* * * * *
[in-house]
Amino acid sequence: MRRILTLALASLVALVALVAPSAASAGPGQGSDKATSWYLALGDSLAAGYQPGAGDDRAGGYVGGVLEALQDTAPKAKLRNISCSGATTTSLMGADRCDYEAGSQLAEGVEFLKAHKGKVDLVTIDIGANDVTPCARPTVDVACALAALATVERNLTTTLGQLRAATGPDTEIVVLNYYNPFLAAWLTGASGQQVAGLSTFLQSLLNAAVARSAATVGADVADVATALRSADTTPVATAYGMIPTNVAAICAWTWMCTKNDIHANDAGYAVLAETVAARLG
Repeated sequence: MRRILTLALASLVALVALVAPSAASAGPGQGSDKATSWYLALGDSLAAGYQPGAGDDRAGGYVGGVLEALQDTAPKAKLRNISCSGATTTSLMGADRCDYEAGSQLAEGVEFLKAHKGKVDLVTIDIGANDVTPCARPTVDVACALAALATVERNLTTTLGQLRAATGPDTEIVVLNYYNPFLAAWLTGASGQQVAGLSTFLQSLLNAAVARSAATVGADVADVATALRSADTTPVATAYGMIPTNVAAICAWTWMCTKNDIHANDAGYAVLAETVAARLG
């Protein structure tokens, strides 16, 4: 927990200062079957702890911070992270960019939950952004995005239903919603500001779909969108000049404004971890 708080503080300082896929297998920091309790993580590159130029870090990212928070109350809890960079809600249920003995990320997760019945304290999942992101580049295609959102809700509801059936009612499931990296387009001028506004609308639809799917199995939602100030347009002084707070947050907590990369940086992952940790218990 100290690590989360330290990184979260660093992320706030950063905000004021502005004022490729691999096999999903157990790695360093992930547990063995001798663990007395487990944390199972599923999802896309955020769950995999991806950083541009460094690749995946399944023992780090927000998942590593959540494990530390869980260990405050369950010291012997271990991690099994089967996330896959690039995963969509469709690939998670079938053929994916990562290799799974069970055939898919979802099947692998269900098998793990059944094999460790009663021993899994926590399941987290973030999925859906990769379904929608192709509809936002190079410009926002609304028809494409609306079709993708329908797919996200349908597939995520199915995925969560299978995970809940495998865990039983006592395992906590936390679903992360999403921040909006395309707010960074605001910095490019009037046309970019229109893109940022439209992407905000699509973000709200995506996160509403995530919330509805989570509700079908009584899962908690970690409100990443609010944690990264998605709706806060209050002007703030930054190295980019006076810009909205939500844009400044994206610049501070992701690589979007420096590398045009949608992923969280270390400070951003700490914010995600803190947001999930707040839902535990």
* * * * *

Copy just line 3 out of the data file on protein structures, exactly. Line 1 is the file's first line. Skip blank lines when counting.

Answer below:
Repeated sequence: MRRILTLALASLVALVALVAPSAASAGPGQGSDKATSWYLALGDSLAAGYQPGAGDDRAGGYVGGVLEALQDTAPKAKLRNISCSGATTTSLMGADRCDYEAGSQLAEGVEFLKAHKGKVDLVTIDIGANDVTPCARPTVDVACALAALATVERNLTTTLGQLRAATGPDTEIVVLNYYNPFLAAWLTGASGQQVAGLSTFLQSLLNAAVARSAATVGADVADVATALRSADTTPVATAYGMIPTNVAAICAWTWMCTKNDIHANDAGYAVLAETVAARLG